We fund our infrastructure through a combination of user charges and borrowings so we have a responsibility to invest enough to maintain and improve service levels while ensuring that the infrastructure we build is optimally used. We also have a responsibility to deliver our services at minimum cost for customers and ensure a stable price path for our services. An ongoing challenge for us is the impact that Watercare’s borrowings have on Auckland Council Group’s debt levels. While we receive no money from local or central government, we borrow through Auckland Council, impacting on their credit rating.
For all the investments we have made since 2010, our debt-to-equity ratio is low and backed by a strong balance sheet. So our focus over the next year will be to work with Auckland Council and explore options for independent financing.
Access to clean drinking water and sanitation services are particularly important during a pandemic and thanks to robust planning and risk management, we were able to remain operational and continue serving Aucklanders during the lockdown in March and April. (Read the case study on this page.)
It is true that most of our resources and time in 2019/20 have been dedicated to responding to the drought but there have some significant achievements as well.
In September 2019, we signed a $2.4 billion construction partnership with Fulton Hogan and Fletcher Construction for the delivery of water and wastewater infrastructure for Auckland over the next 10 years.
The long-term and collaborative nature of the contract is a first for New Zealand. This bold initiative addresses many of the challenges faced by the construction industry, while also achieving our ambitious sustainability, cost-efficiency and safety targets.(For a progress update on this programme, read the case study on this page.)
We also progressed work on schedule for the $1.2 billion, 14.7km-long, 4.5m-wide Central Interceptor Wastewater Tunnel project. In August 2019, we began to prepare the sites at Māngere and May Road, Mt Roskill.
Work on these sites included the creation of access roads, site fencing, delivery of key machinery and building platforms for the drop shafts. In 2020, we started construction at seven more sites to build the drop shafts that will eventually connect to the main tunnel.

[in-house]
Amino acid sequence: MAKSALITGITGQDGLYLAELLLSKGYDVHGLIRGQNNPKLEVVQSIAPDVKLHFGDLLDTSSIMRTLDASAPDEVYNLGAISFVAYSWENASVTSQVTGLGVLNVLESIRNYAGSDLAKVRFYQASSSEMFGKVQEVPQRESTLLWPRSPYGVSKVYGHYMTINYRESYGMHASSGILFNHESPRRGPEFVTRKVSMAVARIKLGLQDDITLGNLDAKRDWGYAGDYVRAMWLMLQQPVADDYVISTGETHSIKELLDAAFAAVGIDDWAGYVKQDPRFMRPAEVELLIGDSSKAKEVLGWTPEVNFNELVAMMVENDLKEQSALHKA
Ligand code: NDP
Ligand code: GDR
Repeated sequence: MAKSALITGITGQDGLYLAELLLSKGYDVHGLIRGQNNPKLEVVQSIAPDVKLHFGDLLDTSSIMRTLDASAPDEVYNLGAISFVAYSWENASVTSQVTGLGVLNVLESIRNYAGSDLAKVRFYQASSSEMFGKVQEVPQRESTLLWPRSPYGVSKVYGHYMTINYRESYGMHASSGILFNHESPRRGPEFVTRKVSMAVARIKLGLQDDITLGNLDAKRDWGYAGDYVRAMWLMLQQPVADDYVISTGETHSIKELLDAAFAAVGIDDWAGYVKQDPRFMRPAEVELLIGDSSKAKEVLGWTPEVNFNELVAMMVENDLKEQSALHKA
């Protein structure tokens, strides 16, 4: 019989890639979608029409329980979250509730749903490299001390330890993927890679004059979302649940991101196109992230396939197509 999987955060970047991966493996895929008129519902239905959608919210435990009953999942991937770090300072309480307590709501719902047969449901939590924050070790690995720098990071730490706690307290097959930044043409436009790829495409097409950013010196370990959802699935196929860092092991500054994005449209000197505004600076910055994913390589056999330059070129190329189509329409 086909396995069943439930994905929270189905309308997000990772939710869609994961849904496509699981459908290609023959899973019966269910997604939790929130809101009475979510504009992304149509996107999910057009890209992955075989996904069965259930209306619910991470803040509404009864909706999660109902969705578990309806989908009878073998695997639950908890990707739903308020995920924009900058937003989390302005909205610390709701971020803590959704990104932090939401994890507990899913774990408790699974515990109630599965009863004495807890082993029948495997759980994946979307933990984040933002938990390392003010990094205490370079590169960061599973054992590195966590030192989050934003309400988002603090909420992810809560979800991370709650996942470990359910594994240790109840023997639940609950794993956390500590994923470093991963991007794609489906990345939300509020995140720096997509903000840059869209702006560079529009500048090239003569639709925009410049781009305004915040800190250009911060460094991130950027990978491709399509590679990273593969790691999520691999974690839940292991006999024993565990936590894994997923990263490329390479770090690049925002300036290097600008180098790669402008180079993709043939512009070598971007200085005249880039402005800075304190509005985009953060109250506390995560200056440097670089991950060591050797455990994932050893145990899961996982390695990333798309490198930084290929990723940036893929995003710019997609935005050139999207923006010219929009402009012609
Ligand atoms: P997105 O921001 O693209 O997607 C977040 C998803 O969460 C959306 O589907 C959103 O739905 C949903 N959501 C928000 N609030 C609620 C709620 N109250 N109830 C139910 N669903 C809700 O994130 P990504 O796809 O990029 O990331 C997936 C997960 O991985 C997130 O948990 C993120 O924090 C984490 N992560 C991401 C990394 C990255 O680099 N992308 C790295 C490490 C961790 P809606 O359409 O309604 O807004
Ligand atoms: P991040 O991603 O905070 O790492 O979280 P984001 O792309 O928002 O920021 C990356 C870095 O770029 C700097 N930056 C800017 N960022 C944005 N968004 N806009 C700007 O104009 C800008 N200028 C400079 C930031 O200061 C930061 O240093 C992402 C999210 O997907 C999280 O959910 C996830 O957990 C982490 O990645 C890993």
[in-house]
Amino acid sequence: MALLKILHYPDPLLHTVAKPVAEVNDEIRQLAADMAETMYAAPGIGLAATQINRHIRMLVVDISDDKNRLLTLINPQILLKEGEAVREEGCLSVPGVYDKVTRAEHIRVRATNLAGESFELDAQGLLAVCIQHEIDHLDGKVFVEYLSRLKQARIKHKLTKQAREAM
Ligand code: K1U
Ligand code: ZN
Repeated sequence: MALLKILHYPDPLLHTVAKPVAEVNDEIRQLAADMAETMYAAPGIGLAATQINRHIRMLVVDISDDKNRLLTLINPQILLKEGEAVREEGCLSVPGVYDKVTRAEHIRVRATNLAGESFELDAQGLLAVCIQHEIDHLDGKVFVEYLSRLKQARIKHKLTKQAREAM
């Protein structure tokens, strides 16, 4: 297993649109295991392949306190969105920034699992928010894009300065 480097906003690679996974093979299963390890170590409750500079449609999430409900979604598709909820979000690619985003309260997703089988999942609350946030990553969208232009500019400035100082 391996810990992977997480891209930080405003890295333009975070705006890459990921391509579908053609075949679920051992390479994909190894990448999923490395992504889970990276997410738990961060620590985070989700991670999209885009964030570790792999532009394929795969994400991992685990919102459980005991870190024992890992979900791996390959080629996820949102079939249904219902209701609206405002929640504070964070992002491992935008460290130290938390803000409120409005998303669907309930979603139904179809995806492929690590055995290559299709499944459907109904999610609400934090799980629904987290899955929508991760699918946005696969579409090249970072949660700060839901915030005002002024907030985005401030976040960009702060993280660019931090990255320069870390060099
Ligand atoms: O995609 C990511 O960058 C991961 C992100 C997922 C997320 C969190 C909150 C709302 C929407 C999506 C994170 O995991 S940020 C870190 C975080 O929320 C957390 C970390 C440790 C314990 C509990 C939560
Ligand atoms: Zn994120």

Our tunnel-boring machine is scheduled to arrive at the end of 2020 and will begin tunnelling from Māngere in early 2021.
The commissioning of the completed Central Interceptor is estimated to happen in 2025. Together, the Central Interceptor and the Western Isthmus Water Quality Improvement Programme will reduce overflows in the area by up to 80%.
At the start of the financial year 2020, we signed a contract with Waikato District Council to manage their water, wastewater and stormwater assets. This service contract has the potential to run for 28 years and has a strong focus on better environmental outcomes and improved water services for our southern neighbours.
We also became the majority shareholder of Wellington-based software and process engineering company Lutra Limited in January 2020. Lutra has a small and highly skilled team of industry experts providing software and technical services to improve the performance of people and processes involved in water and wastewater operations.
With this acquisition, we will be able to gain efficiencies by implementing Lutra’s software at our sites and using their training platform for our staff and contractors.
Issues such as climate change, ageing populations and ageing infrastructure present complex challenges for the water industry; therefore, our focus is on building the capability of our people and unlocking their potential to be future leaders.
During the year, our people participated in external leadership programmes such as Smart Seeds and Rotary Youth Leadership Awards and learnt how to work collaboratively to solve complex problems.
We also launched in-house leadership programmes, through both our online learning platform and a face-to face version called Future Stars, to provide more opportunities for leadership training to teams across the business.
It has been encouraging to witness the resilience demonstrated across Watercare, at both an individual level and an organisational level, in the face of ongoing challenges.
With the upcoming water industry reforms, our focus for 2020/21 will be to prepare Watercare for a new regulatory environment. Coming to grips with new environmental and water quality compliance frameworks may be a challenge but it is also an opportunity to forge a new path for Watercare as an international role model in efficiency, customer service and environmental stewardship.
We are incredibly grateful to our people for enabling us to continue operating as a business and provide essential water and sanitation services to the community during the pandemic.
In addition, we would like to acknowledge our Board of Directors for their direction and counsel during the year.
As chair of Watercare’s board of directors, I would also like to acknowledge outgoing chief executive Raveen Jaduram’s contribution to Watercare’s journey over the last six years and wish him well for his future endeavours.
While the past year has been a challenging one, it has also presented many opportunities and learnings for our business and reaffirmed our commitment to be better tomorrow than we are today – Pai ake āpōpō atu i tēnei rā.